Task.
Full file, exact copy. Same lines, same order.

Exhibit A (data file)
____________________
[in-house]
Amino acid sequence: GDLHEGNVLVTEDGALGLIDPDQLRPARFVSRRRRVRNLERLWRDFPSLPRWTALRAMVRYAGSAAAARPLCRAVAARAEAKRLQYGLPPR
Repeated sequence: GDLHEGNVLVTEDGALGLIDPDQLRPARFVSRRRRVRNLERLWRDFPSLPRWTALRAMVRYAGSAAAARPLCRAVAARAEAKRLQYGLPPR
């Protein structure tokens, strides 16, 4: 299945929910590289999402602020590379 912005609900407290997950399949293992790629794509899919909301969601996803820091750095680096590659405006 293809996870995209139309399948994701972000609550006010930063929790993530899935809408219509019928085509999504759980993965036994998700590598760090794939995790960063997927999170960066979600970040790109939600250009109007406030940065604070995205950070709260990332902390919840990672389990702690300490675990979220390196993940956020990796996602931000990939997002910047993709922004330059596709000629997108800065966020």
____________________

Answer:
[in-house]
Amino acid sequence: GDLHEGNVLVTEDGALGLIDPDQLRPARFVSRRRRVRNLERLWRDFPSLPRWTALRAMVRYAGSAAAARPLCRAVAARAEAKRLQYGLPPR
Repeated sequence: GDLHEGNVLVTEDGALGLIDPDQLRPARFVSRRRRVRNLERLWRDFPSLPRWTALRAMVRYAGSAAAARPLCRAVAARAEAKRLQYGLPPR
């Protein structure tokens, strides 16, 4: 299945929910590289999402602020590379 912005609900407290997950399949293992790629794509899919909301969601996803820091750095680096590659405006 293809996870995209139309399948994701972000609550006010930063929790993530899935809408219509019928085509999504759980993965036994998700590598760090794939995790960063997927999170960066979600970040790109939600250009109007406030940065604070995205950070709260990332902390919840990672389990702690300490675990979220390196993940956020990796996602931000990939997002910047993709922004330059596709000629997108800065966020």